Saturday, July 26, 2014

Be Safer: Avoid Medical Errors

There has recently been considerable discussion about the fact that the third leading cause of death, after heart disease and cancer, is medical error. Use the following “Be Safer” guide to help reduce your risks.

Be very clear with your provider about:
• Medications you might be taking, including over the counter pills, vitamins, and supplements. It’s helpful to write out this information and give it to your provider.
• Allergies, adverse reactions to medications
• Family health history
• Your past medical history
• A special diet plan you are on.

Prepare for appointments by writing down concerns, symptoms etc. If possible, e-mail them to the provider before your visit and definitely give a copy to them.

Enter information into your personal health notebook when:
• You see or talk to your medical provider, case manager or anyone else impacting your care.
• You receive test results
• Medications are prescribed, you have an allergic reaction or when you stop a medication. Be sure to include all over the counter medications, supplements and vitamins as part of your list of medications.
• You receive discharge summaries from hospitalizations and medical appointments.

In addition, ask for copies of your medical records so you can be sure that the information they have for you is accurate. Request a discharge summary of your hospitalization. Learn more at Managing Health Information: Yours/Theirs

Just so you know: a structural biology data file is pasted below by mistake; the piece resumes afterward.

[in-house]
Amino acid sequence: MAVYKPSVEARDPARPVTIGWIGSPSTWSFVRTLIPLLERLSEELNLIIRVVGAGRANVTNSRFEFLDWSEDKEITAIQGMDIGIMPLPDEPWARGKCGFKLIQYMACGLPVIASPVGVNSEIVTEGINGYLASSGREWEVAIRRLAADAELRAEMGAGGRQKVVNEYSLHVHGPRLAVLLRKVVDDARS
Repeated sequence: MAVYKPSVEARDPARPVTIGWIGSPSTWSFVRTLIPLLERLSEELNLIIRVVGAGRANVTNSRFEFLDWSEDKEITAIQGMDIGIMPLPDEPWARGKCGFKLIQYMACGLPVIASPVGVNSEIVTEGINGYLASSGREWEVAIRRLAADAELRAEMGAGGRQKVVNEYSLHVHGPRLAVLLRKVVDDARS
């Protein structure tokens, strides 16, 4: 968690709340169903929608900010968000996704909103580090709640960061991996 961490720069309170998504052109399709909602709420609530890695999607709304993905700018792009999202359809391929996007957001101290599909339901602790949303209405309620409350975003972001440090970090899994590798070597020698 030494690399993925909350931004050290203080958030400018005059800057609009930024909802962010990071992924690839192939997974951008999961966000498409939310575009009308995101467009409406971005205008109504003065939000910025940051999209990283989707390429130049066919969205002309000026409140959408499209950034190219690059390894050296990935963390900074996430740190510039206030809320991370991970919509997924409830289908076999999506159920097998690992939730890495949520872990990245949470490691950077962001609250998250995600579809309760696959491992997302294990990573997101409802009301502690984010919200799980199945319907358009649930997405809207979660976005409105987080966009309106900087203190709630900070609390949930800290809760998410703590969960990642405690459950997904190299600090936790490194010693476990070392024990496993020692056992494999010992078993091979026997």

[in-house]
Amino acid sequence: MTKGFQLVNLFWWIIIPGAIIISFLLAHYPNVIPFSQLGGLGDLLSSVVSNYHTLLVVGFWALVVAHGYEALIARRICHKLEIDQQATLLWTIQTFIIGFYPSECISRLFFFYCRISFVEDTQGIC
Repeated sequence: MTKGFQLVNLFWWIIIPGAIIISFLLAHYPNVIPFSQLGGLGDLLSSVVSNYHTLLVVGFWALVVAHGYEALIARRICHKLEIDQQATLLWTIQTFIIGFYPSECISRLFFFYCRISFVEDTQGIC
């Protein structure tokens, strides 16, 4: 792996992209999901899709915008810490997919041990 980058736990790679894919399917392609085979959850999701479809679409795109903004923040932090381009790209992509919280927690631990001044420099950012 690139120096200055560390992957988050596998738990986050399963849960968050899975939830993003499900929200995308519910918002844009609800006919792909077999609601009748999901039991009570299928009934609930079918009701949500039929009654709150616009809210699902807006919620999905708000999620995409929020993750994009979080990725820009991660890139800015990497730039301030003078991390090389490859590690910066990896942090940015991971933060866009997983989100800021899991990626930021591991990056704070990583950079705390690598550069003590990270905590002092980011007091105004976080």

Seek second opinions: Many patients seek second opinions from specialists but are less likely to consider one for evaluating diagnostic test results, including radiology and pathology findings.

Advocates. Use them whenever possible. Learn more at Health Advocate-Who, What, When and Where. 

Filing a Prescription: A lot of errors occur because patients get the wrong medication, it’s inappropriately prescribed, or there are issues with dosing and/or how it’s to be taken.
• If you are given a prescription
-       Make sure you can read it.
-       If it’s going to be called in to the pharmacy, ask for the name of the medication and write it down. Because many pharmacies will give generic medications, be sure to ask for both the trade and generic names.
-       Know why you are being given the prescription and write down how you should be taking it and when.
-       Ask about side effects and what you should do if one occurs
-       Are there foods, other meds, supplements, activities, alcohol, which should be avoided while taking the medication? Be sure to remind your provider of your allergies

• When picking up a prescription:
-       Check all your prescriptions before you leave the pharmacy, or when you first receive them by mail.
-       Make sure the medication name matches the one given by your provider. 
-       If this is a prescription renewal, check for color, size and dosage.
-       If it doesn’t look like your previous prescriptions, talk to your pharmacist immediately.
-       If it’s a new prescription, check how you are to take the medication. Does this correspond to what your provider told you? If not, talk to the pharmacist and if need be, call your provider.
-       If you will be taking a liquid medication, ask the pharmacist for the best device to measure out the liquid.

Encourage Hand Washing: This is particularly important if you are in a hospital setting, where according to the Centers for Disease Control, one in four patients get sick by just being there. Providers that are asked by patients  if they’ve washed their hands are more likely to do so.

Research Hospitals and Surgeons: Outcomes are better when choosing hospitals and surgeons who have the most experience treating the type of condition you have.

Other resources

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